In the modern terminology one says that the nonholonomicity degree is 2. We now prove
THEOREM 6.2. (Cartan 1928, §5.) In the strongly nonholomic case, the metrics and g must have the same complementary subspaces. In other words: B 0. Thus
F = E^{^}
is intrinsecally defined.
PROOF. Cartan used an argument that we found not so easy to decipher (see (6.6) on section 6.2 below). Thus we prefer to use a different argument to show that B 0. We start with the structure equation
d = 
Since
and (see Equation (4.1) with C = I) this implies
(6.1)
Now Equation (6.4) yields
d = d + dBi + Bid
and this inocently looking expression, together with (6.1) yields
(6.2)
Hence if the distribution is of strongly nonholonomic type then B 0.
6.2. DIGRESSION
The following calculations are actually never explicitly written in Cartan 1928, it seems that Cartan does something equivalent to them mentally. A caveat: the connection forms are antisymmetric in the indices I, J but in general this will not be the case for the forms below. If desired, they will have to be antisymmetrized (a posteriori).
We begin by differentiating
The block ( ) is given by
( ) =  C()C^{1} + B()C^{1} + dC C^{1}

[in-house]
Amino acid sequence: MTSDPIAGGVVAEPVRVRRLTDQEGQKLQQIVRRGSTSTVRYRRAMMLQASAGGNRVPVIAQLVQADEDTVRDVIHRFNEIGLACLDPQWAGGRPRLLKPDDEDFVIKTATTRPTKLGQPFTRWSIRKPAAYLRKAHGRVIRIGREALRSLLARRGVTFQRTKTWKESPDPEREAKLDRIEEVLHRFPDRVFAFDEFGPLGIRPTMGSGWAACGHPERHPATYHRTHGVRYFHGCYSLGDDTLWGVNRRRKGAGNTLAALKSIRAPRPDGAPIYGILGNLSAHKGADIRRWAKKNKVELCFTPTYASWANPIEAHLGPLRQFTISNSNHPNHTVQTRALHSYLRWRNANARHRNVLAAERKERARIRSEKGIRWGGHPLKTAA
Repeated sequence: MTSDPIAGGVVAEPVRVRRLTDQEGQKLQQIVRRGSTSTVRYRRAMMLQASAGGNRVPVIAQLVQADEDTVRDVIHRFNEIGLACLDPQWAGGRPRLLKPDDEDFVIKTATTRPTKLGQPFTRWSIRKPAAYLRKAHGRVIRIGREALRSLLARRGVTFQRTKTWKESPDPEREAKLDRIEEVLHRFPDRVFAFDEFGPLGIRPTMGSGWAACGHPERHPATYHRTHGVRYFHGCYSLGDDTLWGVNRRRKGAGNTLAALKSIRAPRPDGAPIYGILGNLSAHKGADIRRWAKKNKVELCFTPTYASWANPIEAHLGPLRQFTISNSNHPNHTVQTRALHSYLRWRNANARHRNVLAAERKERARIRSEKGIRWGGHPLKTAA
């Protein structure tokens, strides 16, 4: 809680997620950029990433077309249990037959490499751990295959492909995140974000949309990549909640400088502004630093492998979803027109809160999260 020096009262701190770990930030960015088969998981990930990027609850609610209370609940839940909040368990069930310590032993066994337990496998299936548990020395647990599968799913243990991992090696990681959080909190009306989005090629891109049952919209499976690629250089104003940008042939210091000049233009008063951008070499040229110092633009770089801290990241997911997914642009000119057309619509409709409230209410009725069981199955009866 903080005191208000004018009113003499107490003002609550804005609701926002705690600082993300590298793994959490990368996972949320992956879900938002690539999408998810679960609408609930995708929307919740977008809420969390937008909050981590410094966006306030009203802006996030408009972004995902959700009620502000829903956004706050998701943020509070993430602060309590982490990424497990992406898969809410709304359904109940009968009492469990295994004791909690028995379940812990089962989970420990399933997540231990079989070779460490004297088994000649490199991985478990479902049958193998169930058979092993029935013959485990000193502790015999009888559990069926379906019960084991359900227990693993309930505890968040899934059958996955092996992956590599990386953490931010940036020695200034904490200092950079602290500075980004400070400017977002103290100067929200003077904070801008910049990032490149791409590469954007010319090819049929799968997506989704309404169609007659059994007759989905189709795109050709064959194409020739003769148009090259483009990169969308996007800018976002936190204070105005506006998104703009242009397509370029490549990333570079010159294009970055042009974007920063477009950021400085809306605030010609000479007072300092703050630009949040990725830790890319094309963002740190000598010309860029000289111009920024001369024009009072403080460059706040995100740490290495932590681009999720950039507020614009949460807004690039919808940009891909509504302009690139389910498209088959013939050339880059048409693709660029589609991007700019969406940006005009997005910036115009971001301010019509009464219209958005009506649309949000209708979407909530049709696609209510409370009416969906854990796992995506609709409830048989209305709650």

We can take C = const. = id since we are not changing the subspace E. In this case
=
(6.4)
and
) = (
(6.5)
From equation (6.5), Cartan observed:
PROPOSITION 6.3. The condition
is equivalent to)
(6.6)
Cartan showed that under the hypothesis of the derived system being zero (6.6) implies B 0. This follows from applying matrix B to the structure equations
= 
(6.7)
Actually Cartan gave the expression (Cartan 1928, section §4) like
=
(6.8)
from which (6.2) gives
(6.9)
which is assumed to have only the trivial solution ["Nous allons, das ce qui suit, nous borner au cas où les équations homogènes
cjku = 0 aux n  m inconnues u_{m + 1},^{ ... }, u_{n} n'admettent que la solution u_{a} = 0. Cela revient à dire que le système dérivé se reduit à zéro'' (Cartan 1928, section §5)].6.3. EQUIVALENCE PROBLEM FOR NONHOLONOMIC GEOMETRY
The method of equivalence is advertised by Cartan in the 1928 address ["La recherche des invariants d'un systeme de d'éxpressions de Pfaff visàvis d'un certain groupe de substituitions linéaires effectuées sur ces expressions'' (Cartan 1928, section 4)], but interestingly, he did not apply the method to its full power. We now outline the equivalence problem.
Recall that for general distributions (6.2) leads to the condition
Bi
^{(1)} .The derivation was done in the particular case where C = id. But this is not a restriction. Replacing = (e_{i})C by the e_{i} does not change the nonholonomic geometry and leads to the transition matrix
(6.10)
Then () = () + C^{1}B() and (6.2) becomes
C^{1}B()
^{(1)}and C^{1} can be removed because ^{(1)} is a module over the functions on Q.